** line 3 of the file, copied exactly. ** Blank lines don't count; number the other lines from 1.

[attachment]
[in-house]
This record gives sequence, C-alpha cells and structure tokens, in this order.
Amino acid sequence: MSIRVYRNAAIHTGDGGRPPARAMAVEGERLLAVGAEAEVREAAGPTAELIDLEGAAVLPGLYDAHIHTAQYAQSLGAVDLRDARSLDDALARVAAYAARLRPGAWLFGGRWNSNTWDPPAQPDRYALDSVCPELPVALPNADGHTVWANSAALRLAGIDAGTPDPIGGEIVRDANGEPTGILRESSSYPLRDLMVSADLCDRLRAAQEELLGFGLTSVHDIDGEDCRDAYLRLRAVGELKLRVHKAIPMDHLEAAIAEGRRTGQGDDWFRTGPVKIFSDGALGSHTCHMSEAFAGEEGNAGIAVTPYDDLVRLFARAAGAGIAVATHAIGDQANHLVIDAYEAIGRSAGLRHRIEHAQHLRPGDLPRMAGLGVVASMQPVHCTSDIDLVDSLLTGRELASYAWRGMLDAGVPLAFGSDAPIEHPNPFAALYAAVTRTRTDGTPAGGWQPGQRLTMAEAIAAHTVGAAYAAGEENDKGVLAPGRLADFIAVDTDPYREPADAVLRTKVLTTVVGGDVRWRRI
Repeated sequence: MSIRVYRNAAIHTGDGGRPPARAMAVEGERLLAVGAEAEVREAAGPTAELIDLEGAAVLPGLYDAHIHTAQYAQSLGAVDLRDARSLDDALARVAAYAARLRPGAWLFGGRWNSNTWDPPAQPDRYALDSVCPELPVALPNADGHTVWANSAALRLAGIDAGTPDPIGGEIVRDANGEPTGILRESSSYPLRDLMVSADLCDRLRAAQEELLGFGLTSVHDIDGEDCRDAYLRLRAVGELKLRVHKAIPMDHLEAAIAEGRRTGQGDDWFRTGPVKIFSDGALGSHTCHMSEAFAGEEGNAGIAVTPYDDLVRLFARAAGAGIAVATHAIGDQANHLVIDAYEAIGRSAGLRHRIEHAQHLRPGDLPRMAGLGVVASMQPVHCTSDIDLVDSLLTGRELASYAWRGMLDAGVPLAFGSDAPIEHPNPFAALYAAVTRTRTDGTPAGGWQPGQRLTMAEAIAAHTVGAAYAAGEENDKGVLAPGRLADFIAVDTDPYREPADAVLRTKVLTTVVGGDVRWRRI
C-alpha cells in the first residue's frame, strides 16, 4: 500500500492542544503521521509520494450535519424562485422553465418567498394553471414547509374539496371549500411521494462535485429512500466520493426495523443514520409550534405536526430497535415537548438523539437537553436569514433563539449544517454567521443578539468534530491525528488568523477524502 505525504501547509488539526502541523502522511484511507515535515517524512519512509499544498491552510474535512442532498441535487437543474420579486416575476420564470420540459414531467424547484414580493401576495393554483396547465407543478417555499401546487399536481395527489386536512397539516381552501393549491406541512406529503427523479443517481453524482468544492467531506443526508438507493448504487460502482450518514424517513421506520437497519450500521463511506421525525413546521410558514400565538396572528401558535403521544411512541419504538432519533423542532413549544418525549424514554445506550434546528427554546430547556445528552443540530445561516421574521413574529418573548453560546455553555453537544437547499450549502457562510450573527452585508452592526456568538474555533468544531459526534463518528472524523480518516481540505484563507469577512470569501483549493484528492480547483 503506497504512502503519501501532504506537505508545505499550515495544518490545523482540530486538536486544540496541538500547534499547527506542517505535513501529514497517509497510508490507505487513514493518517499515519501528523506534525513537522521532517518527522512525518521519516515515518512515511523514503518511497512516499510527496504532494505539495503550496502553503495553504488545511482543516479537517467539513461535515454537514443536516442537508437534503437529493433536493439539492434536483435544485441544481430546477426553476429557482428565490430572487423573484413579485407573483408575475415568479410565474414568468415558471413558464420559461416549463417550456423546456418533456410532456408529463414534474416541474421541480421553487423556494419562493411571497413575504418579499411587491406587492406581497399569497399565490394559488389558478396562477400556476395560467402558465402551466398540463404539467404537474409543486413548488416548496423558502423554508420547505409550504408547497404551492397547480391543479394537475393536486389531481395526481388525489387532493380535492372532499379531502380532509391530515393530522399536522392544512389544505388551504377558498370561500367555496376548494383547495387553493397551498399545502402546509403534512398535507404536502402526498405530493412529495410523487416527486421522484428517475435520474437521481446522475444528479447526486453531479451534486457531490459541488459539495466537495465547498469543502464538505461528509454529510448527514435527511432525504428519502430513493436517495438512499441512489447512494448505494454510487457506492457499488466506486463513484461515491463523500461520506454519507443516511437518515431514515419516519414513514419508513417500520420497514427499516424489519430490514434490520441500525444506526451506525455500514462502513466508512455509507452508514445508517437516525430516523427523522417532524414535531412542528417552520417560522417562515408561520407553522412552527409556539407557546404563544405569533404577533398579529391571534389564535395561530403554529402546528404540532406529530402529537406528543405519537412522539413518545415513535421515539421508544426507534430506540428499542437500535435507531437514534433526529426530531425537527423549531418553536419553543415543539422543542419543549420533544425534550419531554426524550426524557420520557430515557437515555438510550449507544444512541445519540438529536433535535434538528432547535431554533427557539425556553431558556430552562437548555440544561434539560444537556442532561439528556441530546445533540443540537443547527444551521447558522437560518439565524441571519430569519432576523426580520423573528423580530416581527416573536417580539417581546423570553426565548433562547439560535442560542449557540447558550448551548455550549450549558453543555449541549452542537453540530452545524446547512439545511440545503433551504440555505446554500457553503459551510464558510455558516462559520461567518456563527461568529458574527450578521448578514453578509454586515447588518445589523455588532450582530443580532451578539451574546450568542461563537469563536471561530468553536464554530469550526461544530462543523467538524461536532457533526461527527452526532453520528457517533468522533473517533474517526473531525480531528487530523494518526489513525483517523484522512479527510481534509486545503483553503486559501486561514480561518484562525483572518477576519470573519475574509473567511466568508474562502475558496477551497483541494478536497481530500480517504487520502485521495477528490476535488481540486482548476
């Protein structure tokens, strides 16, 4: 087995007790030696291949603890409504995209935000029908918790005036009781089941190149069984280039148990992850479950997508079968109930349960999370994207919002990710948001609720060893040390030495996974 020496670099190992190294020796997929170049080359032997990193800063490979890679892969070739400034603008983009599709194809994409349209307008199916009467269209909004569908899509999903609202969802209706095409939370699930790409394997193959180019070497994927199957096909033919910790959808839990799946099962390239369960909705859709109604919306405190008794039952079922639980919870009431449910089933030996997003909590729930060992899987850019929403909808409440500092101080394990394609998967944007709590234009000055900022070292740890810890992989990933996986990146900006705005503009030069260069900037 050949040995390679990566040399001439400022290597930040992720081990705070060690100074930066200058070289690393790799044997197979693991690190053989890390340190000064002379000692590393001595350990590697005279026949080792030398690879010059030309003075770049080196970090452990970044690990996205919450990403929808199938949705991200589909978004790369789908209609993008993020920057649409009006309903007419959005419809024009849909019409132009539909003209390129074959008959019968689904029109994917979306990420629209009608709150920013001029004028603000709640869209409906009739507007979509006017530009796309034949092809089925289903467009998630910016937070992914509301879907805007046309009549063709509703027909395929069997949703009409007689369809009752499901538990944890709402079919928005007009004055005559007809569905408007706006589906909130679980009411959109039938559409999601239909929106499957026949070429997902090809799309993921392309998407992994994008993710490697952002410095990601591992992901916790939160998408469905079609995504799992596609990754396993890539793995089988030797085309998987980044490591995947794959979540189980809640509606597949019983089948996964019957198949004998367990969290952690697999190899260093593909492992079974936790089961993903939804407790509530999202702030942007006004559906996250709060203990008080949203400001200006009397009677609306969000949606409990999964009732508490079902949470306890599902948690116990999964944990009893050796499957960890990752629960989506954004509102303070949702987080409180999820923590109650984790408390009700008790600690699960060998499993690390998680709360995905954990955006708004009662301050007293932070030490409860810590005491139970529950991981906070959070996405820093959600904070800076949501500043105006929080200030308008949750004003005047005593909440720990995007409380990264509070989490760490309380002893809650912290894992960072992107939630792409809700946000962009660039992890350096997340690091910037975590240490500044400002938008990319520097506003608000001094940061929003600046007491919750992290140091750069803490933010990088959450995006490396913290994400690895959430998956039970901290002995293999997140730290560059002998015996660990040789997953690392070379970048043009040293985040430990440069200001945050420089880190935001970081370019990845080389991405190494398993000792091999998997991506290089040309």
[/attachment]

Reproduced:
Amino acid sequence: MSIRVYRNAAIHTGDGGRPPARAMAVEGERLLAVGAEAEVREAAGPTAELIDLEGAAVLPGLYDAHIHTAQYAQSLGAVDLRDARSLDDALARVAAYAARLRPGAWLFGGRWNSNTWDPPAQPDRYALDSVCPELPVALPNADGHTVWANSAALRLAGIDAGTPDPIGGEIVRDANGEPTGILRESSSYPLRDLMVSADLCDRLRAAQEELLGFGLTSVHDIDGEDCRDAYLRLRAVGELKLRVHKAIPMDHLEAAIAEGRRTGQGDDWFRTGPVKIFSDGALGSHTCHMSEAFAGEEGNAGIAVTPYDDLVRLFARAAGAGIAVATHAIGDQANHLVIDAYEAIGRSAGLRHRIEHAQHLRPGDLPRMAGLGVVASMQPVHCTSDIDLVDSLLTGRELASYAWRGMLDAGVPLAFGSDAPIEHPNPFAALYAAVTRTRTDGTPAGGWQPGQRLTMAEAIAAHTVGAAYAAGEENDKGVLAPGRLADFIAVDTDPYREPADAVLRTKVLTTVVGGDVRWRRI